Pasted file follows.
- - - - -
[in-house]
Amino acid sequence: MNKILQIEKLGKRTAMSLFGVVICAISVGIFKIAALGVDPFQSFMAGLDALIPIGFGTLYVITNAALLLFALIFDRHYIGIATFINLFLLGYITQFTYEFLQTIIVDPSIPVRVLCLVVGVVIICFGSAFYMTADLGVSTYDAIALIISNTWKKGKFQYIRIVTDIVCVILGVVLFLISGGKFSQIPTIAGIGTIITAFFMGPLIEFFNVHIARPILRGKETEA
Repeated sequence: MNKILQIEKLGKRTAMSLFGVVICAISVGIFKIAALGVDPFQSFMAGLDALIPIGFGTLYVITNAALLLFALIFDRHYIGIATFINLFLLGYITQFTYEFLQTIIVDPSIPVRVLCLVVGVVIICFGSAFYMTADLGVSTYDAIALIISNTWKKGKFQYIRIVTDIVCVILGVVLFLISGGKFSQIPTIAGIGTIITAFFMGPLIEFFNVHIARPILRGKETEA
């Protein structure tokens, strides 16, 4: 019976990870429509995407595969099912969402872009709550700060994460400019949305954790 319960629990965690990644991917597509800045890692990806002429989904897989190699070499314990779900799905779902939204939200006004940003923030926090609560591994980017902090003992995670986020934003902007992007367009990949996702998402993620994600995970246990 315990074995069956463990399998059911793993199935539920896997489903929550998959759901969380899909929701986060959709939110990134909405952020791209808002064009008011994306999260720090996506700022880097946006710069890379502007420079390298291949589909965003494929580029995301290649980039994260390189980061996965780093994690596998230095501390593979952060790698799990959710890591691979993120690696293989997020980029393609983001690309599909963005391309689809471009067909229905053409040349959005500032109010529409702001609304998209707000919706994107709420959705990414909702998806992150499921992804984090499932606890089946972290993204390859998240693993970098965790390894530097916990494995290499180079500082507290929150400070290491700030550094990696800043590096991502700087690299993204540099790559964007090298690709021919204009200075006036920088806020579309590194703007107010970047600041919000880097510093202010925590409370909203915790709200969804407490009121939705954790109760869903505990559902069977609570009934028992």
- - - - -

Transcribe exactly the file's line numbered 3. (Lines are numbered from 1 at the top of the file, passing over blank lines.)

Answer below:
Repeated sequence: MNKILQIEKLGKRTAMSLFGVVICAISVGIFKIAALGVDPFQSFMAGLDALIPIGFGTLYVITNAALLLFALIFDRHYIGIATFINLFLLGYITQFTYEFLQTIIVDPSIPVRVLCLVVGVVIICFGSAFYMTADLGVSTYDAIALIISNTWKKGKFQYIRIVTDIVCVILGVVLFLISGGKFSQIPTIAGIGTIITAFFMGPLIEFFNVHIARPILRGKETEA